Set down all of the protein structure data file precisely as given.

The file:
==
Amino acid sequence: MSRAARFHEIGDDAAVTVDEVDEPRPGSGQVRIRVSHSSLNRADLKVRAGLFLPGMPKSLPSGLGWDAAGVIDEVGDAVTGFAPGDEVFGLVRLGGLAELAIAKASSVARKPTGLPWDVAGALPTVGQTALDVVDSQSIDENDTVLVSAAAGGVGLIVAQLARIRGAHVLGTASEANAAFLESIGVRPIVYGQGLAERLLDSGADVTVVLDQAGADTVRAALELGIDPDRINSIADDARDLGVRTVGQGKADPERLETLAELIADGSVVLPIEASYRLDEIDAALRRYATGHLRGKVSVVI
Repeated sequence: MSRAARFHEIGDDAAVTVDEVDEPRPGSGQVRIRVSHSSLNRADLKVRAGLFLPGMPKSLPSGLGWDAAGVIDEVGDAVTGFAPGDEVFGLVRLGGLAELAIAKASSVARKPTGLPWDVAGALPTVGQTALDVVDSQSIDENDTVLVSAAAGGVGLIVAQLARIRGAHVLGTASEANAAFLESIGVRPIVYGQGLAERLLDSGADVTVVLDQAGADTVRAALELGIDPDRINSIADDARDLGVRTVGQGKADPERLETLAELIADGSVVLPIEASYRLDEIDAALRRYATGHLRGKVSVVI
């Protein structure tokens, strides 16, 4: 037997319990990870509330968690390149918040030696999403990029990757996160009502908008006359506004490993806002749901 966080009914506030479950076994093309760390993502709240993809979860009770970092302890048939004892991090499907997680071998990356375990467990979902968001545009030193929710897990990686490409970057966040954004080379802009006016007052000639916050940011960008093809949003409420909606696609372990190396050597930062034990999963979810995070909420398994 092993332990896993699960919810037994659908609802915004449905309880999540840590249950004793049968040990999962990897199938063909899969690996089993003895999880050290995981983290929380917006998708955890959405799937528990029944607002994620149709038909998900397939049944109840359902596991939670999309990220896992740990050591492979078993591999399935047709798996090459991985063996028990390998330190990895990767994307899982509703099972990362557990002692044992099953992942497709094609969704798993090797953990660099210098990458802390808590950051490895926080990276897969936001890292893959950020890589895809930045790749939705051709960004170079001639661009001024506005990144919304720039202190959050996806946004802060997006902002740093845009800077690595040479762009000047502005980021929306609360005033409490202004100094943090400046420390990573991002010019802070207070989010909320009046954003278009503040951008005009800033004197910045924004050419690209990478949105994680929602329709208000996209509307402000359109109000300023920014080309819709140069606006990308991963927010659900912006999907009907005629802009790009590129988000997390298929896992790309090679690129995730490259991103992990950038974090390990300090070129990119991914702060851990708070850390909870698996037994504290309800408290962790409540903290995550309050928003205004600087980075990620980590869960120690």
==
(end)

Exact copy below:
Amino acid sequence: MSRAARFHEIGDDAAVTVDEVDEPRPGSGQVRIRVSHSSLNRADLKVRAGLFLPGMPKSLPSGLGWDAAGVIDEVGDAVTGFAPGDEVFGLVRLGGLAELAIAKASSVARKPTGLPWDVAGALPTVGQTALDVVDSQSIDENDTVLVSAAAGGVGLIVAQLARIRGAHVLGTASEANAAFLESIGVRPIVYGQGLAERLLDSGADVTVVLDQAGADTVRAALELGIDPDRINSIADDARDLGVRTVGQGKADPERLETLAELIADGSVVLPIEASYRLDEIDAALRRYATGHLRGKVSVVI
Repeated sequence: MSRAARFHEIGDDAAVTVDEVDEPRPGSGQVRIRVSHSSLNRADLKVRAGLFLPGMPKSLPSGLGWDAAGVIDEVGDAVTGFAPGDEVFGLVRLGGLAELAIAKASSVARKPTGLPWDVAGALPTVGQTALDVVDSQSIDENDTVLVSAAAGGVGLIVAQLARIRGAHVLGTASEANAAFLESIGVRPIVYGQGLAERLLDSGADVTVVLDQAGADTVRAALELGIDPDRINSIADDARDLGVRTVGQGKADPERLETLAELIADGSVVLPIEASYRLDEIDAALRRYATGHLRGKVSVVI
């Protein structure tokens, strides 16, 4: 037997319990990870509330968690390149918040030696999403990029990757996160009502908008006359506004490993806002749901 966080009914506030479950076994093309760390993502709240993809979860009770970092302890048939004892991090499907997680071998990356375990467990979902968001545009030193929710897990990686490409970057966040954004080379802009006016007052000639916050940011960008093809949003409420909606696609372990190396050597930062034990999963979810995070909420398994 092993332990896993699960919810037994659908609802915004449905309880999540840590249950004793049968040990999962990897199938063909899969690996089993003895999880050290995981983290929380917006998708955890959405799937528990029944607002994620149709038909998900397939049944109840359902596991939670999309990220896992740990050591492979078993591999399935047709798996090459991985063996028990390998330190990895990767994307899982509703099972990362557990002692044992099953992942497709094609969704798993090797953990660099210098990458802390808590950051490895926080990276897969936001890292893959950020890589895809930045790749939705051709960004170079001639661009001024506005990144919304720039202190959050996806946004802060997006902002740093845009800077690595040479762009000047502005980021929306609360005033409490202004100094943090400046420390990573991002010019802070207070989010909320009046954003278009503040951008005009800033004197910045924004050419690209990478949105994680929602329709208000996209509307402000359109109000300023920014080309819709140069606006990308991963927010659900912006999907009907005629802009790009590129988000997390298929896992790309090679690129995730490259991103992990950038974090390990300090070129990119991914702060851990708070850390909870698996037994504290309800408290962790409540903290995550309050928003205004600087980075990620980590869960120690």